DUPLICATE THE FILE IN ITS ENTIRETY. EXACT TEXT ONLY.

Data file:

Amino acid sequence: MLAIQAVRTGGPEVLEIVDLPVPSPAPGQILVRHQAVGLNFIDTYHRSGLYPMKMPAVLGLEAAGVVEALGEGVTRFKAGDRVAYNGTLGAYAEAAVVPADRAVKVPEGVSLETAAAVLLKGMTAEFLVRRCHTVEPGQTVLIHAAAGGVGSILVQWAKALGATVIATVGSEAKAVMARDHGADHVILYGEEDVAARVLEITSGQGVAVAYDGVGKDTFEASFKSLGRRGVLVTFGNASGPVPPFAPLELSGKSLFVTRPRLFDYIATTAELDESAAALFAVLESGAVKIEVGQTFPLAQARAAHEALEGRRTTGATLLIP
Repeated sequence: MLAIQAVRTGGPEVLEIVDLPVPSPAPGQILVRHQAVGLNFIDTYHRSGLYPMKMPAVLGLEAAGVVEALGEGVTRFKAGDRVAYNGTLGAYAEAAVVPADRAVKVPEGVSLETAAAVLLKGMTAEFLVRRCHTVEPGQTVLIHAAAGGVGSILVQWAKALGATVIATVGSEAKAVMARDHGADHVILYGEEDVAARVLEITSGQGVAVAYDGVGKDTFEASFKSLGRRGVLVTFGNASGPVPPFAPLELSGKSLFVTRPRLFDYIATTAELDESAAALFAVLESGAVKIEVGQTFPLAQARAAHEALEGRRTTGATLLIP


Amino acid sequence: MLAIQAVRTGGPEVLEIVDLPVPSPAPGQILVRHQAVGLNFIDTYHRSGLYPMKMPAVLGLEAAGVVEALGEGVTRFKAGDRVAYNGTLGAYAEAAVVPADRAVKVPEGVSLETAAAVLLKGMTAEFLVRRCHTVEPGQTVLIHAAAGGVGSILVQWAKALGATVIATVGSEAKAVMARDHGADHVILYGEEDVAARVLEITSGQGVAVAYDGVGKDTFEASFKSLGRRGVLVTFGNASGPVPPFAPLELSGKSLFVTRPRLFDYIATTAELDESAAALFAVLESGAVKIEVGQTFPLAQARAAHEALEGRRTTGATLLIP
Repeated sequence: MLAIQAVRTGGPEVLEIVDLPVPSPAPGQILVRHQAVGLNFIDTYHRSGLYPMKMPAVLGLEAAGVVEALGEGVTRFKAGDRVAYNGTLGAYAEAAVVPADRAVKVPEGVSLETAAAVLLKGMTAEFLVRRCHTVEPGQTVLIHAAAGGVGSILVQWAKALGATVIATVGSEAKAVMARDHGADHVILYGEEDVAARVLEITSGQGVAVAYDGVGKDTFEASFKSLGRRGVLVTFGNASGPVPPFAPLELSGKSLFVTRPRLFDYIATTAELDESAAALFAVLESGAVKIEVGQTFPLAQARAAHEALEGRRTTGATLLIP